Consuming Data From Kafka

Lesson Overview

In this lesson we will learn about consuming data from Kafka.

Kafka Consumers

Kafka Consumers are the processes which are subscribing to and receiving data from Kafka topics.

Ordinarily, these consumers would be embedded within some application code such as an application or a Microservice, perhaps written in a language such as Java, Node.js or C#. Developers of these services would embed the Kafka client library into their code to implement and manage the connection to the Kafka broker.

This code may look something like the following:

 // Add additional properties.
props.put(ConsumerConfig.KEY_DESERIALIZER_CLASS_CONFIG, "org.apache.kafka.common.serialization.StringDeserializer");
props.put(ConsumerConfig.VALUE_DESERIALIZER_CLASS_CONFIG, "io.confluent.kafka.serializers.KafkaJsonDeserializer");
props.put(KafkaJsonDeserializerConfig.JSON_VALUE_TYPE, DataRecord.class);
props.put(ConsumerConfig.GROUP_ID_CONFIG, "demo-consumer-1");
props.put(ConsumerConfig.AUTO_OFFSET_RESET_CONFIG, "earliest");

final Consumer<String, DataRecord> consumer = new KafkaConsumer<String, DataRecord>(props);
consumer.subscribe(Arrays.asList(topic));

It is also common to connect databases directly to Kafka to ingest data is it created. For instance, databases such as Elasticsearch, Clickhouse and Apache Druid are able to subscribe directly to Kafka to ingest data.

kafka-console-consumer script

The Kafka broker includes a script for consuming messages from the console. This is useful for debugging purposes and for demonstrating the concepts that we need to understand during the lesson.

As usual, the script lives in the /bin folder:

./bin/kafka-console-consumer.sh --bootstrap-server localhost:9092 --topic new_pizza_orders

When we execute the command, the process will listen for messages received. Let's test this by sending a message with the corresponding console producer script in a new browser window.

./bin/kafka-console-producer.sh --bootstrap-server localhost:9092 --topic new_pizza_orders
Hello, World

The output should be seen on the consumer end:

Hello, World

Consumer Offsets

When we want to consume from a topic, we have a choice where to start consuming from:

  • From Beginning - Offset 0
  • From End - Highest Offset + 1 - i.e. consume messages that arrive after we start consuming
  • From Offset - messages from offset 2
  • From Timestamp

The option you specify depends on the semantics of how you process data.

Event Ordering

When working with event streaming platforms, there will be situations where ordering of data is critically important. For instance, it would make no sense to process an update to a customer record before the customer has been created, or to let people make a withdrawal before a credit.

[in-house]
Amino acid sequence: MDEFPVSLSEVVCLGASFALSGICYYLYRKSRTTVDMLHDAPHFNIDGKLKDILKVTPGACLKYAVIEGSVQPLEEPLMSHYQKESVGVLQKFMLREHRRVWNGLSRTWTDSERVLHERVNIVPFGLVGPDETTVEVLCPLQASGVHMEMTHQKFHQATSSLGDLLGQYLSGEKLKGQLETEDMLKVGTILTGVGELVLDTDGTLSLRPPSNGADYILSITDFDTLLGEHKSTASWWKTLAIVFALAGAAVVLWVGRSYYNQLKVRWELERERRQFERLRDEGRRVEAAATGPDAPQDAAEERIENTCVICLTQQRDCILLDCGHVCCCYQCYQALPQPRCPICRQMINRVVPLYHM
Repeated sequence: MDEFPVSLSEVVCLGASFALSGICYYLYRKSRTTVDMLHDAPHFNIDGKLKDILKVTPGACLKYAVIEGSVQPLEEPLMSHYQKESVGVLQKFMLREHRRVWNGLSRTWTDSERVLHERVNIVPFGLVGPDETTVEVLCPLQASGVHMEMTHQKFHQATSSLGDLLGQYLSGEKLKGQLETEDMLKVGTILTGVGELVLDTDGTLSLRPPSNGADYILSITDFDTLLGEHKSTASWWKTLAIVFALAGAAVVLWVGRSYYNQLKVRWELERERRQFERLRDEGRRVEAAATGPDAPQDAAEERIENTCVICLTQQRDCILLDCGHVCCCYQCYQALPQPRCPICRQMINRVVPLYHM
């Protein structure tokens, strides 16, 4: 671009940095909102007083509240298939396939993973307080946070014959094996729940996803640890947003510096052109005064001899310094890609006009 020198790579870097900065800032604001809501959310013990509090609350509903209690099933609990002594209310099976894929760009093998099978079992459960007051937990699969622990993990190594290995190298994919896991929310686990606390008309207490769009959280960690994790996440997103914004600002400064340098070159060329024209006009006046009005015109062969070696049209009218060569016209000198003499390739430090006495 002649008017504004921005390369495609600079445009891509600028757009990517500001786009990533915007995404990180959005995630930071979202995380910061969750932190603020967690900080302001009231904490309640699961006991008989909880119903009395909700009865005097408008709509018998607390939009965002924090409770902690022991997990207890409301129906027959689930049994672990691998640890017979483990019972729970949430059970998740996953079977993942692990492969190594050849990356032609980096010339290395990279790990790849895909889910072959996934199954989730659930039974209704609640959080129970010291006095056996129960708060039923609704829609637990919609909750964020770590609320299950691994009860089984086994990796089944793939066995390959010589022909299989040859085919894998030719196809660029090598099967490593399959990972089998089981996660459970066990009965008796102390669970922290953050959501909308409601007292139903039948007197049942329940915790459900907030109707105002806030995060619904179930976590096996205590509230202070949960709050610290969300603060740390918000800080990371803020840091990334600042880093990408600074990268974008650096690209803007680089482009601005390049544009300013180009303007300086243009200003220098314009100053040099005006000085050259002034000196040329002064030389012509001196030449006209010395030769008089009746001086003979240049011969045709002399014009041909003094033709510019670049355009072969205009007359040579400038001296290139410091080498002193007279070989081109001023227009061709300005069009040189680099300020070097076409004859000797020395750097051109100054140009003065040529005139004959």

It is therefore imporatnt to design your data flows with knowledge about the order which Kafka gurantees.

Exactly Once Processing

Much of the complexity of Kafka stems from it's attempt to deliver exactly once processing. If messages are lost, this could lead to critical issues for the business such as failed payments or notifications. However, just as important in many situations is that messages aren't double processed. For instance, we could send a payment twice or double send a notification. Kafka therefore aspires to deliver exactly once processing.

Message Offsets

Each message is allocated to an offset, which is a numeric identifier which grows from 0 upwards.

Offset 1 - { "ordernumber" : 1, "order_category" : "Electronics" }
Offset 2 - { "ordernumber" : 2, "order_category" : "Electronics" }
Offset 3 - { "ordernumber" : 3, "order_category" : "Electronics" }

The first message is offset 0, the second is offset 1, the third is offset 2 and so on.

These offsets are used to introduce reliability into the consumption process. As we consume messages, the consumer can tell the broker that it has succesfully processed messages up-to a given offset. If the process was to crash and restart.

This process is referred to as committing the offset. By default it is handled automatically, but if we want fine grained control, we can move towards manually committing the offset.

Summary

In this lesson we took a detailed look at consuming data form Kafka.

If the next lesson we will learn about consumer groups, which is where groups of consumers work together to achieve the message delivery semantics that we need.

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